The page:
Fed's price: AIG must shrink
A reprieve comes from the Fed, but the insurer's future is surely going to be very different.
NEW YORK (Fortune) -- The Federal Reserve's ninth inning rescue of AIG may soothe capital markets and keep the company's bondholders from taking a beating, but the financial services titan's future will look very different, and likely much narrower.
AIG (AIG, Fortune 500) has secured an $85 billion bridge loan from the Federal Reserve in exchange for a stake in the company that could reach 80%. But the deal comes with the provision that AIG sell off businesses to raise capital and repay the debt. It's likely to have to sell any number of insurance units that were long-time cornerstones of its franchise to raise funds.
Also likely to be in the offing is a substantial downsizing of its once-vaunted AIG Financial Products unit, a group that has brought in billions in revenue, but whose insurance guarantees on risky credit default swaps tied to the mortgage market has led to writedowns that have helped destroy the insurance giant's equity capital and its credit rating and led to the government's intervention.
AIG's management had already been discussing a vast restructuring and downsizing of the firm. The Federal Reserve's involvement now gives the firm time to proceed in orderly fashion.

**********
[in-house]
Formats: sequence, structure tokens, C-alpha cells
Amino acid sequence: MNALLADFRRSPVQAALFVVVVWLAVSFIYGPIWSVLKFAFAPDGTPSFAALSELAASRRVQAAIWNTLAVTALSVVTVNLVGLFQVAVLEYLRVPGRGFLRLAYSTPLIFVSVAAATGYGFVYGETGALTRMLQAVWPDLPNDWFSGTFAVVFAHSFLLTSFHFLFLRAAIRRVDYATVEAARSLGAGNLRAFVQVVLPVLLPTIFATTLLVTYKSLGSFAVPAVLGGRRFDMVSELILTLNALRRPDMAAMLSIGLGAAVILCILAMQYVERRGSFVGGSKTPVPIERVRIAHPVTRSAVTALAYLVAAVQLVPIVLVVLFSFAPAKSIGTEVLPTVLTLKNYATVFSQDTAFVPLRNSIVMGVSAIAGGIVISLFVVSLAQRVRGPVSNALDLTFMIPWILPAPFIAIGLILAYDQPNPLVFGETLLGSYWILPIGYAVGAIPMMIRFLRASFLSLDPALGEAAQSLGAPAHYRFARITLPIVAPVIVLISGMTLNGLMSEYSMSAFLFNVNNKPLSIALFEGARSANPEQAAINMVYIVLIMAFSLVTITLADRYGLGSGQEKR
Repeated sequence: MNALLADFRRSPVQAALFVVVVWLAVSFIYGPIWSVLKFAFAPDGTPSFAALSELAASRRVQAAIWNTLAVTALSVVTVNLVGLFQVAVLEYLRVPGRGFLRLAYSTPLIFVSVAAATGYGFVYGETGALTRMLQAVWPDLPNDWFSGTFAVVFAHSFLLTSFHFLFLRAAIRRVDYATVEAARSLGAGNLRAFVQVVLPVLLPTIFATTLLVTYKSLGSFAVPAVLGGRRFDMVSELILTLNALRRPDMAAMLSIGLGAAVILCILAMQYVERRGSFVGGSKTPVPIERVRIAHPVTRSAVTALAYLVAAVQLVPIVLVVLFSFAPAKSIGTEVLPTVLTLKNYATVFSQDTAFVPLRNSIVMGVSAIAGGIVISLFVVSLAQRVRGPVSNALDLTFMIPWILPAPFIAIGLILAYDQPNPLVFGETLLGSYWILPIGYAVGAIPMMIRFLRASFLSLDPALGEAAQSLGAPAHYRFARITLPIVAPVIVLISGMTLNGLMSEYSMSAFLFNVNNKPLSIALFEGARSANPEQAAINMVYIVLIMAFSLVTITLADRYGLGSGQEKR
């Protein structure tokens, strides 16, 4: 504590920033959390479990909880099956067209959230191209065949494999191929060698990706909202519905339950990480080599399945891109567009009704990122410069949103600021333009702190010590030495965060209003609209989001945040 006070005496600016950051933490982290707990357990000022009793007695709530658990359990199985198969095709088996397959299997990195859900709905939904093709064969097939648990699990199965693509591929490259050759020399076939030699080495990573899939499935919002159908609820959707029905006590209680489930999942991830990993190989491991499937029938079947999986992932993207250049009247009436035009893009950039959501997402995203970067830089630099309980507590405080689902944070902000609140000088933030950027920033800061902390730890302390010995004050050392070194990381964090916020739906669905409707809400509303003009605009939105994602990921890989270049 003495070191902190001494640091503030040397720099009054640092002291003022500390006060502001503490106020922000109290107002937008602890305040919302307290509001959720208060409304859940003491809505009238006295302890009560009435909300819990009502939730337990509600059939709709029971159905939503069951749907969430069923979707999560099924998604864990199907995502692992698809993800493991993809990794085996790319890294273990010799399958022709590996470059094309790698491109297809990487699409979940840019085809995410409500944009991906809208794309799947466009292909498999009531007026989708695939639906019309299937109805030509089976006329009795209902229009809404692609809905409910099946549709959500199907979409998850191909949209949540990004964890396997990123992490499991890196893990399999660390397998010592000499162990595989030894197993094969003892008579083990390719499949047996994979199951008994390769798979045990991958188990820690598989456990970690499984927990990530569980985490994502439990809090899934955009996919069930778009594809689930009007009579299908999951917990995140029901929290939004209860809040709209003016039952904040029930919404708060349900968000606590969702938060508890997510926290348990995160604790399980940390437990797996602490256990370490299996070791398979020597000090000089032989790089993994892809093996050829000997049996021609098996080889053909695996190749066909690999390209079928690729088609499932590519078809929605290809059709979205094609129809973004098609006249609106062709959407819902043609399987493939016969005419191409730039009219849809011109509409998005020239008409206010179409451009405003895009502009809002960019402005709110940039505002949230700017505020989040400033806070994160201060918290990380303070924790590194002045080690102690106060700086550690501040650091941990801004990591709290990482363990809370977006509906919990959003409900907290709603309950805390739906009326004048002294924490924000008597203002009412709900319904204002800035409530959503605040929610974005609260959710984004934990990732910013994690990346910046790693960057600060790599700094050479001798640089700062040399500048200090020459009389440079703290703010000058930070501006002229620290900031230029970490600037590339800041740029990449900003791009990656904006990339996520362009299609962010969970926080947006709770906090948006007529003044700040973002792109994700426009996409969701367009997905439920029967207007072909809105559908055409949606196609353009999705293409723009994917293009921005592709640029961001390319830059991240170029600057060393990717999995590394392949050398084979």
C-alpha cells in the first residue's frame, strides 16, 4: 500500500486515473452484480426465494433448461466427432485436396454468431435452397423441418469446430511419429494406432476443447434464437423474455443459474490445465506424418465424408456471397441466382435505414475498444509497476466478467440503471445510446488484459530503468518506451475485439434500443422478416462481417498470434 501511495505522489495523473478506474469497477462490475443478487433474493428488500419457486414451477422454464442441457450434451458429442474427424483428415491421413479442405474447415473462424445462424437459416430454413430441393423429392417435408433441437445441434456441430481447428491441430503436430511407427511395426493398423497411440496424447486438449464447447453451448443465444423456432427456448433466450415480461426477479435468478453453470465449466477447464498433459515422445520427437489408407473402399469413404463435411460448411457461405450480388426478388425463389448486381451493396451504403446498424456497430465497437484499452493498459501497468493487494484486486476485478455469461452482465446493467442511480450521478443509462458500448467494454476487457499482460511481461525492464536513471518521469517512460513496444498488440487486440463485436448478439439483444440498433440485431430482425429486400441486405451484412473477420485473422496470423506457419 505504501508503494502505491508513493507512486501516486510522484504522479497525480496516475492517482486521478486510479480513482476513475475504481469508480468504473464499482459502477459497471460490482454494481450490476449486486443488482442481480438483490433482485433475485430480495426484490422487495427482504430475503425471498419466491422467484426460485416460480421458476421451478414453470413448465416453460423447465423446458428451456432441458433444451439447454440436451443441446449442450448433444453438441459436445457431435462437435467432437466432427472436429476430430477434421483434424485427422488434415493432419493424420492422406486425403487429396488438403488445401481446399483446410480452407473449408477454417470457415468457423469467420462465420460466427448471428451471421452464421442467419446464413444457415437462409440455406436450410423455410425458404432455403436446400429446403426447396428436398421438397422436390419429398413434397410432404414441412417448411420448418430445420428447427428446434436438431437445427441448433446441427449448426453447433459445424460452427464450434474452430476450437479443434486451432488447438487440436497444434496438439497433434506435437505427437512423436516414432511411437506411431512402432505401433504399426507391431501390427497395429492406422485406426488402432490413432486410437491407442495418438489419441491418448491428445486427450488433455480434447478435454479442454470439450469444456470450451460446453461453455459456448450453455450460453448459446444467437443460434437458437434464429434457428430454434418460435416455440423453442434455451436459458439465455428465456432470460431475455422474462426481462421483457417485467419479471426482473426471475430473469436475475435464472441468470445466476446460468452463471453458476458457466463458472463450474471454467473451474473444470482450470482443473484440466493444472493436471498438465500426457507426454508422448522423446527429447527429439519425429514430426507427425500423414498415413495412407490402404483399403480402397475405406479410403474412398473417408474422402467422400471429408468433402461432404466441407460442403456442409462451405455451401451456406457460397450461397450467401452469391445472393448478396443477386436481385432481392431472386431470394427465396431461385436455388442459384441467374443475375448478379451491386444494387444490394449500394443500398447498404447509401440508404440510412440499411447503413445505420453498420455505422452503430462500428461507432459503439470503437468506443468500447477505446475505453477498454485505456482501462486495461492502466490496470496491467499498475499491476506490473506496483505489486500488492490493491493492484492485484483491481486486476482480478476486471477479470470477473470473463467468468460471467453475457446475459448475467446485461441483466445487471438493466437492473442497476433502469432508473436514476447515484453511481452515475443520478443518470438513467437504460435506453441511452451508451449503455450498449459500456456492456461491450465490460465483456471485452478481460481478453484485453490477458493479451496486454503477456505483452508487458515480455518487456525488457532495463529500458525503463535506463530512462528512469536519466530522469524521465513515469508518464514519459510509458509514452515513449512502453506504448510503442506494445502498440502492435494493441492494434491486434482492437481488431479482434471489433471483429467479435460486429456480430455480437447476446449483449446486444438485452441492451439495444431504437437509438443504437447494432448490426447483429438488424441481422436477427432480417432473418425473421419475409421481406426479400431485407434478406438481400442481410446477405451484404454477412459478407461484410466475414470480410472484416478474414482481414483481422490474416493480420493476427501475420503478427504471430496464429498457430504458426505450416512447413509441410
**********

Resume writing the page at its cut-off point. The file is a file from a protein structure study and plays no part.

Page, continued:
Also likely on the auction block is International Lease Finance Corp., a unit that several weeks ago AIG's CEO, Robert Willumstad, declared a "core" holding. According to company filings, its book value is $7.4 billion and in ordinary times, would appear able to fetch a handsome premium. But these are no ordinary times.
ILFC has long been a money-maker for AIG - last year it booked $604 million in net income - but its $27 billion in debt requires a big sized buyer with a strong credit rating and healthy balance sheet.
AIG started out as an insurance company and under former CEO Hank Greenberg grew into what was one of the world's most important financial companies, with a $180 billion stock market capitalization and operations in over 100 countries.
The notion that chunks of the company will now go at fire-sale prices is surely a bitter pill for shareholders, who have seen the value of their holdings decline by more than 90% this year, and that's before the dilution of their stake that will come with federal involvement.
AIG's general insurance subsidiaries are broadly considered the world's finest. In a good year, these units can make upwards of $20 billion in pre-tax profit. In the past 12 months, according to regulatory filings, they've made $6.6 billion.
It is impossible to believe that large rivals aren't pondering a bid for at least the international sections of the insurance unit.
But again, having to sell under pressure is going to be difficult. There's at least one buyer, however, willing to take a plunge. According to Reuters, longtime AIG rival Munich Re has indicated some (unspecified) AIG businesses are attractive.
An Australian hedge fund analyst, John Hempton, made an argument on his Bronte Capital blog earlier today that "a wise independent 'multi-trillionaire'" might be inclined to loan AIG the $70 billion it is seeking to meet collateral demands and replenish its equity capital.
He reasoned a loan of $70 billion to AIG makes sense since the insurance units throw off so much income. At an interest rate of 8%-10%, the payoff could be handsome, he argued.